In addition to historic sites, the park has recreational areas, an observation tower and the Bowman's Hill State Wildflower Preserve.

Staffers said the park needs more interpreters, to bring its history to life - including guides trained to give living history presentations inside houses, and Revolutionary War "soldiers" on the grounds, at least on weekends.

In the visitors center's surprisingly large, 400-seat auditorium is "the only exact copy" of Emanual Leutze's painting of Washington's crossing.

In addition to the McConkey's Ferry Inn, visitors also can tour the Mahlon K. Taylor House, built around 1817, and Hibb's House, built around 1830. Across from the inn is Taylorsville Store. Built in 1828, it now is a gift shop and snack bar.

A granite stone, which looks like it belongs in a cemetery, was erected in 1895 to mark the spot where the crossing took place.

On a pedestal behind the visitors center is a sculpture of a grim-faced Washington, wrapped in a cloak and looking toward the river.

If you go

TRAVEL TIPS: Washington Crossing Historic Park is open noon to 5 p.m. Sundays, 9 a.m. to 5 p.m. Mondays through Saturdays. (Grounds are open 8 a.m. till sunset.)

The historical film is shown at the visitors center at 9 a.m. and 10:30 a.m., noon, 1:30 p.m. and 3 p.m. Mondays through Saturdays; noon, 1:30 p.m. and 3 p.m. Sundays.

Forty-five minute house tours begin after the film.

COST: House tour admission is $2.50, $2 for seniors 60 and older, $1 for children 6 to 18. There's no charge to walk around or to see the film and painting in the visitors center. Parking is free at the visitors center, but costs $1 a car at three recreation areas.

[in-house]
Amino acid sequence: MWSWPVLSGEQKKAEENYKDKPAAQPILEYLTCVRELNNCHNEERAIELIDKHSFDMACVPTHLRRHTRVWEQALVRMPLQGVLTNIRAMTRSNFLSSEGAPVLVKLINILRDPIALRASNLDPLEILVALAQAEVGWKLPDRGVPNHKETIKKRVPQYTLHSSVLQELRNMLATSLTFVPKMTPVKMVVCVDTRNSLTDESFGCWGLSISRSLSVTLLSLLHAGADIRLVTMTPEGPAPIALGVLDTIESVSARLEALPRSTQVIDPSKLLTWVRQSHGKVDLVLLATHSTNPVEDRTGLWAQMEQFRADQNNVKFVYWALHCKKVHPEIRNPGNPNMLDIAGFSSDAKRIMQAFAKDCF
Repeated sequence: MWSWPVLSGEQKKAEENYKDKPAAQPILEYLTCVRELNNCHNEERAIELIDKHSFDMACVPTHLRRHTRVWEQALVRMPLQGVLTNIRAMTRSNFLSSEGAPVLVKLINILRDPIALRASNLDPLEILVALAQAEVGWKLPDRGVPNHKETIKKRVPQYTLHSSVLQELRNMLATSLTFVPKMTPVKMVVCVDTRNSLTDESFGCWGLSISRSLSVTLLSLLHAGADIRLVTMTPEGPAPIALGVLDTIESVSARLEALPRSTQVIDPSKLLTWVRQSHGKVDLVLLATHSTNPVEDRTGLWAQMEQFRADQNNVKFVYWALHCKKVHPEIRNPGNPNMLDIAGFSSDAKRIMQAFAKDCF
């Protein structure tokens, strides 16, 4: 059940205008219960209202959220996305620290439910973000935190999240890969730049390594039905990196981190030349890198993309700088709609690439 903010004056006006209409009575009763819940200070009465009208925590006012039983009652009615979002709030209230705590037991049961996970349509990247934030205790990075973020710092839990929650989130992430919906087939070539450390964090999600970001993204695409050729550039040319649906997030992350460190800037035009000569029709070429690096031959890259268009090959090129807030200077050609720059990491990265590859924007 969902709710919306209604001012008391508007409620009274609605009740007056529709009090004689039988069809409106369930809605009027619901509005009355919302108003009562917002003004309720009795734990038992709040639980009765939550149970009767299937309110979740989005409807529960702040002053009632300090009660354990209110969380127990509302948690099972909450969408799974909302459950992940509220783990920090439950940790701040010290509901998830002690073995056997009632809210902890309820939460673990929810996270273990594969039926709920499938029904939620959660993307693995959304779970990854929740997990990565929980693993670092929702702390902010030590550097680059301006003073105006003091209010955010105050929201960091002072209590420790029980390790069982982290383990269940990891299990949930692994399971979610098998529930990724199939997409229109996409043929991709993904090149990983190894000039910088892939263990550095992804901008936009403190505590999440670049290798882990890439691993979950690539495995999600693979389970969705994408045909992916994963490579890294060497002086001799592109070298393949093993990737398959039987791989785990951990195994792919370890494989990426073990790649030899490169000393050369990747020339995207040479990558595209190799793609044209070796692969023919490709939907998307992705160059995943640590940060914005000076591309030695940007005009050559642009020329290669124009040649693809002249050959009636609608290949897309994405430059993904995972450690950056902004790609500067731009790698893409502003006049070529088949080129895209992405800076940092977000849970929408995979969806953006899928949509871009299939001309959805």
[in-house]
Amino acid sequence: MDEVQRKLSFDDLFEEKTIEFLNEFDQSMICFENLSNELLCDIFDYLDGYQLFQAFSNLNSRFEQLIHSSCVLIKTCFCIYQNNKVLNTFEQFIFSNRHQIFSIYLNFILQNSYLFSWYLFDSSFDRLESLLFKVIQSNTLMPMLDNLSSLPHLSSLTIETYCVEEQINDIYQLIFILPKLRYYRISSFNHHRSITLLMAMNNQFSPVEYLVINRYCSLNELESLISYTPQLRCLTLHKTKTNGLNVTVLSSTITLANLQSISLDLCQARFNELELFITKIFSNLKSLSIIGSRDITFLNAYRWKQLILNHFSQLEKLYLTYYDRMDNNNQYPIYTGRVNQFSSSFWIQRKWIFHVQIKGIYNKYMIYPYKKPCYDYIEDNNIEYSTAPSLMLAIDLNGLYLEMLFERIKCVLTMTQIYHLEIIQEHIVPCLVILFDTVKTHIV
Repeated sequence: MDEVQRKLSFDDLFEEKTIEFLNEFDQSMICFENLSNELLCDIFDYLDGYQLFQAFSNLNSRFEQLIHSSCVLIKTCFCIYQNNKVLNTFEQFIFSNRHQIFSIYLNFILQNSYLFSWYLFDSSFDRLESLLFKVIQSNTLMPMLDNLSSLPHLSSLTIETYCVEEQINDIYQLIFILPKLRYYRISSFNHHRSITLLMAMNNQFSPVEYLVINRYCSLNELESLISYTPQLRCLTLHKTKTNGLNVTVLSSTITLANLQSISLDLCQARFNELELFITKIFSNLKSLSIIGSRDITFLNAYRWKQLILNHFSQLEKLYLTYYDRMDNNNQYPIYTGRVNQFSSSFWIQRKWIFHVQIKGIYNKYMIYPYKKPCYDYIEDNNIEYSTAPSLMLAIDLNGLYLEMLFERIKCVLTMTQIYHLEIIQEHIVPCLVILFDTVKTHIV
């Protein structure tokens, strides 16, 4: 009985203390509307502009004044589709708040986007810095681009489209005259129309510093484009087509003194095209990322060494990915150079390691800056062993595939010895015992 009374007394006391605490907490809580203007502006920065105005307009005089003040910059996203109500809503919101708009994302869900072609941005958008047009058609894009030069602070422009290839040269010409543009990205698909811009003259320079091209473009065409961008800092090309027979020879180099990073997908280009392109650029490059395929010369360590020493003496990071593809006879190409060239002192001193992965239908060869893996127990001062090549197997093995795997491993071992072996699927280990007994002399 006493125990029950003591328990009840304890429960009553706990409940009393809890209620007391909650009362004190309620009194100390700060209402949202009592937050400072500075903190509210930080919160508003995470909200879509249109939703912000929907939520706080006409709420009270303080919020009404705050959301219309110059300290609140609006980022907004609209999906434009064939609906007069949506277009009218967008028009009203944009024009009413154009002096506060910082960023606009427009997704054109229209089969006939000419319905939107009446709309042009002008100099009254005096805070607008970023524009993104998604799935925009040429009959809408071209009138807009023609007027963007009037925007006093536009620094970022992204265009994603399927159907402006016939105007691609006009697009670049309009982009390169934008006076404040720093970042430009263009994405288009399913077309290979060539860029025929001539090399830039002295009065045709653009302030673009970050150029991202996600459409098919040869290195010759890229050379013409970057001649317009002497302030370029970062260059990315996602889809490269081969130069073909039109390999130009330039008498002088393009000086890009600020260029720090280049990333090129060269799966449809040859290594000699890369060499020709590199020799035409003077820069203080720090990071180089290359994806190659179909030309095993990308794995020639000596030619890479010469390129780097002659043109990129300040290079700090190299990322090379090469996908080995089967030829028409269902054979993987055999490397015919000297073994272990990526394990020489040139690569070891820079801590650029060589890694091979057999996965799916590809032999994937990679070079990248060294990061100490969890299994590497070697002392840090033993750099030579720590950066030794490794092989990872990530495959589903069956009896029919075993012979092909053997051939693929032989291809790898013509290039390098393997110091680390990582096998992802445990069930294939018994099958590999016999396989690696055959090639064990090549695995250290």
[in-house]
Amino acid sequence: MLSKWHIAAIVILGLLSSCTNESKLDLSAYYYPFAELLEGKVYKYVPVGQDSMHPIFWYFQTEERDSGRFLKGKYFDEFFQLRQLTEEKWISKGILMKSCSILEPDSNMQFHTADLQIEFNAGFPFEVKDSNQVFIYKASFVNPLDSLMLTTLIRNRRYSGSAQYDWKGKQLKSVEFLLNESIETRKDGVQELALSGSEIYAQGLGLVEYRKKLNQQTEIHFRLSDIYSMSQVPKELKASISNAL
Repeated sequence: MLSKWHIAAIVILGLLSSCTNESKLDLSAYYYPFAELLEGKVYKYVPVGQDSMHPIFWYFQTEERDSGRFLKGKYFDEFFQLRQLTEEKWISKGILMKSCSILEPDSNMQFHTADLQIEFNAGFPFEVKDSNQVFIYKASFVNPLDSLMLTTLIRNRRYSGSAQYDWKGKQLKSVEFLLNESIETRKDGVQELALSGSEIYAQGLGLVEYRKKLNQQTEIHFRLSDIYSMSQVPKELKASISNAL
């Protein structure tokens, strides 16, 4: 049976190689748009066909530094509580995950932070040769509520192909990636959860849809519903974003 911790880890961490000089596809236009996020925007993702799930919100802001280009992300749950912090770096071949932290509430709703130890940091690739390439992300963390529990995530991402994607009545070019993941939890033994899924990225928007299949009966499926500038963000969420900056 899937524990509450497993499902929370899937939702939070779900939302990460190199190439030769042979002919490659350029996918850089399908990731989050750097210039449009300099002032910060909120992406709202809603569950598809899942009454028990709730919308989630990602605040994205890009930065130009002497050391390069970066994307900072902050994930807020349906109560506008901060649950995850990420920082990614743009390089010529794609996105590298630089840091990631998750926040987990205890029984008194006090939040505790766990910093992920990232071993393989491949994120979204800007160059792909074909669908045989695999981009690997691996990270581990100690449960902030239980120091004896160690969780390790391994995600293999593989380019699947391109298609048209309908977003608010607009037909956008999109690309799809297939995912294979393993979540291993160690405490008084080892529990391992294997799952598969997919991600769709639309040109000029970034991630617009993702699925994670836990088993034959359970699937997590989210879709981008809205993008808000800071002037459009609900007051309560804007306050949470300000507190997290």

NEARBY: The 80-acre Bowman's Hill State Wildflower Preserve, open year-round in the park's northern section, preserves native Pennsylvania plants.

The park's 110-foot-tall Bowman's Hill observation tower, on one of the highest points along the river, is closed till April 1 because ice often makes the steep road up to it unsafe.

For more information, call (215) 862-2924.

Across the bridge, on the New Jersey side of the Delaware River, is Washington Crossing State Park. Many people also gather there to watch the reenactment.

That park emphasizes what happened after Washington and his troops crossed the Delaware. A highlight is the visitors center's museum, which has more than 900 Revolutionary War artifacts.

The visitors center is open 9 a.m. to 4:30 p.m. Wednesdays through Sundays. The ferry house is open 10 a.m. till noon and 1 p.m. to 4 p.m. Wednesdays through Saturdays, 1 p.m. to 4 p.m. Sundays. The nature center is open 8:30 a.m. to 4:30 p.m. Wednesdays through Saturdays, 11 a.m. to 4:30 p.m. Sundays.

Admission is free in winter, $3 a car on summer weekends and some holidays. For more information, call (609) 737-0623.

The Old Barracks Museum in Trenton is a state museum of the Revolution and life in colonial New Jersey. Hours are 11 a.m. to 5 p.m. Tuesdays through Saturdays, 1 p.m. to 5 p.m. Sundays. Admission is $2, $1 for seniors and students, 50 cents for children under 13. A $5 family rate is available.

For more information, call (609) 396-1776.

Princeton Battlefield State Park, where Washington enjoyed another victory soon after defeating the enemy in Trenton, is in Princeton, about 10 miles from Washington Crossing. The 80-acre park is open daily. Thomas Clarke House is open 10 a.m. till noon and 1 p.m. to 4 p.m. Wednesdays through Saturdays, 1 p.m. to 4 p.m. Sundays. For more information, call (609) 921-0074.

INFORMATION: Write: Washington Crossing Historic Park, Box 103, Washington Crossing, Pa. 18977. Or call (215) 493-4076.